It can be quite hard to define what a “meme” is in this age of internet culture and recreational self deprecation.
“There’s a lot of symbolic meaning and there’s a lot of hidden meaning in memes that — if you’re outside of that kind of subculture niche, you’re really going to be frazzled if you come in contact with memes for the first time,” said Kevin M. Dousa, a fourth-year English and philosophy major.
This year, the UC Davis population has decided that out of some of the campus’ most popular images to share — from former chancellor Linda P.B. Katehi’s tortured facial expressions to the infamous Occupy Wall Street protest’s pepper-spraying cop — the most iconic meme of 2017 is that of the Davis turkeys.
The turkeys that flood the City of Davis in the fall and spring by blocking bike lanes and settling themselves of cars near the Colleges at La Rue are well-known for their irresistible lack of giving a care. Dousa, who has worked with courses focused on meme reception over summer 2016 as a writing tutor at the Student Academic Success Center, explained that these turkeys are prolific due to their incredibly loyal audience. This following can be found on Facebook pages like “UC Davis Memes for Edgy Teens” and “UC Davis Memes Page,” liking and tagging friends in posts to laugh at the idea of a Davis citizen requesting police backup due to an especially aggressive bird.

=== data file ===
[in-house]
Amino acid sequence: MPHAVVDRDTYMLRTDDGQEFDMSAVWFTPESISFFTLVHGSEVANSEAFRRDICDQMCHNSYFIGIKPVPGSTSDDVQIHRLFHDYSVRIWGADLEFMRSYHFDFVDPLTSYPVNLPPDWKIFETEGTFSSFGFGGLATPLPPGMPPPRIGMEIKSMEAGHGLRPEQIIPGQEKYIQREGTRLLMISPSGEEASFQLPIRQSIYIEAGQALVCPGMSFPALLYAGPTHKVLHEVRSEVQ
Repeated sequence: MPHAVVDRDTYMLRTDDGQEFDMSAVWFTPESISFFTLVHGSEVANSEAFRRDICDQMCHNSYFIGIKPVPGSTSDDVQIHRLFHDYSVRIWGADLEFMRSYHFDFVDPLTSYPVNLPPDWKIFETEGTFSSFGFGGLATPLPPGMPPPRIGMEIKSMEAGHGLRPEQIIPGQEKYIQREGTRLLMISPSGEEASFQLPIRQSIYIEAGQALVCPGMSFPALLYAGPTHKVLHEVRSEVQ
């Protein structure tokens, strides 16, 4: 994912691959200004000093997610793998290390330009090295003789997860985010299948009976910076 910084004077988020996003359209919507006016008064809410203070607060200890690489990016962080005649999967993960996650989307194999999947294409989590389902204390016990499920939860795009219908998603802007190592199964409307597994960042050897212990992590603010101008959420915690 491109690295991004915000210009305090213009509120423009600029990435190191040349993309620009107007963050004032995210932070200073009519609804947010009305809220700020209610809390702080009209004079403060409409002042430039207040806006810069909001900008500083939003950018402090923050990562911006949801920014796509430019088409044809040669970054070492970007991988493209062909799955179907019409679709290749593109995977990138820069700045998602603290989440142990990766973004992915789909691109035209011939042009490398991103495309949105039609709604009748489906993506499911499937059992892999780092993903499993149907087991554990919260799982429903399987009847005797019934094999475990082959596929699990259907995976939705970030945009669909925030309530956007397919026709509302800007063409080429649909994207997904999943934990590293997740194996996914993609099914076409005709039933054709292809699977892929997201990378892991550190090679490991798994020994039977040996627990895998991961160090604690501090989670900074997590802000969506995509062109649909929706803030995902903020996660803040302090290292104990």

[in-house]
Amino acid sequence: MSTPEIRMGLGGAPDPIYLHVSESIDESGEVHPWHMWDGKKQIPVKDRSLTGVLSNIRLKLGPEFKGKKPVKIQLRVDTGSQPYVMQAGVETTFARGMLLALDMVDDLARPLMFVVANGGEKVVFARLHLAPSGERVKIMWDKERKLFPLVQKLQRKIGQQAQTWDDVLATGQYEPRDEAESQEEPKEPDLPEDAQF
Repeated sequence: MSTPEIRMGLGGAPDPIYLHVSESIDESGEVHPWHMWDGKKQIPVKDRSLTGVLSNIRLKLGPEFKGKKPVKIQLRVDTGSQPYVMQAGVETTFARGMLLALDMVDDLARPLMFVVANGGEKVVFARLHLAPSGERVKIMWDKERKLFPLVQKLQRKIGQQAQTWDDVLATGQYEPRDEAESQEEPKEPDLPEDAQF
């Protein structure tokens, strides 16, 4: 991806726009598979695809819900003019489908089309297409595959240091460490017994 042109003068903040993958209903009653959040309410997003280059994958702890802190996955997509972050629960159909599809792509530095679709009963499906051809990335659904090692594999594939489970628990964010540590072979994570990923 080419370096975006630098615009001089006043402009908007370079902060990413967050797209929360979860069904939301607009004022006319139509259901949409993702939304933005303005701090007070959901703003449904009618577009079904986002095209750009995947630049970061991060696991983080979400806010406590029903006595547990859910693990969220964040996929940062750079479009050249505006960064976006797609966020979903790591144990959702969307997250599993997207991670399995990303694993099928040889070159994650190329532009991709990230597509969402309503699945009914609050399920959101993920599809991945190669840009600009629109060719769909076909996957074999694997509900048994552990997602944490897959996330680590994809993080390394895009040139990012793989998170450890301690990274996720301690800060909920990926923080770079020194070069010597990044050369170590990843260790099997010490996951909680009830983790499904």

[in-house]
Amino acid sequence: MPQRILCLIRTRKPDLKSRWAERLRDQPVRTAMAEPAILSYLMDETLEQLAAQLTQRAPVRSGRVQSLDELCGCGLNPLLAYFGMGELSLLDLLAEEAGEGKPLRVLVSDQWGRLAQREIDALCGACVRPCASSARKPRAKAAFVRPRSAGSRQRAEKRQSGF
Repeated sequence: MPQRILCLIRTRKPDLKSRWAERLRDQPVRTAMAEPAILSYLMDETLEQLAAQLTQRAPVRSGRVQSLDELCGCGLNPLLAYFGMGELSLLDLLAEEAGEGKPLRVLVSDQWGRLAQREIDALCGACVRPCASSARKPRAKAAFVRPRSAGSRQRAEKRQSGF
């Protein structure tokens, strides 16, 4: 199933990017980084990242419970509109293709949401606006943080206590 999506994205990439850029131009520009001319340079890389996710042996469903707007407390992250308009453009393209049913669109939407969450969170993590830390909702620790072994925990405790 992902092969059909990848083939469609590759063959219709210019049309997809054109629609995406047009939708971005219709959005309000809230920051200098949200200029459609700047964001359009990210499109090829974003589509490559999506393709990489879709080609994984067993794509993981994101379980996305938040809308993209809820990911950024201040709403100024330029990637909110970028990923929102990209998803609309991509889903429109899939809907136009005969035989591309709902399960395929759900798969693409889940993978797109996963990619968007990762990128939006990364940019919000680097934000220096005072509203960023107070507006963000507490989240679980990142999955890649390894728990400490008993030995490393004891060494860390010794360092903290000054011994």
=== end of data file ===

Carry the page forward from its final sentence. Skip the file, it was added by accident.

“If you’re a UC Davis student, and you come across turkeys like walking across town, […] it’s going to ring a bell with you and it’s going to resonate more than if you went to some other university,” Dousa said. “Memes really do pick up on the small, everyday experiences that people share and don’t even realize they share it.”
Memes, like that of the campus turkeys, can unite a group of people under the shared appreciation for a certain iconic image or representation of a collective experience. For the 2016-2017 school year — and most likely for many years to come — these turkeys will stay in the hearts and minds of UC Davis students.
“It’s language, it’s art, it’s culture,” Dousa said. “Don’t be afraid of it — it’s awesome. I want people to openly embrace memes.”
Written by: Ariel Robbins and Emilie DeFazio — firstname.lastname@example.org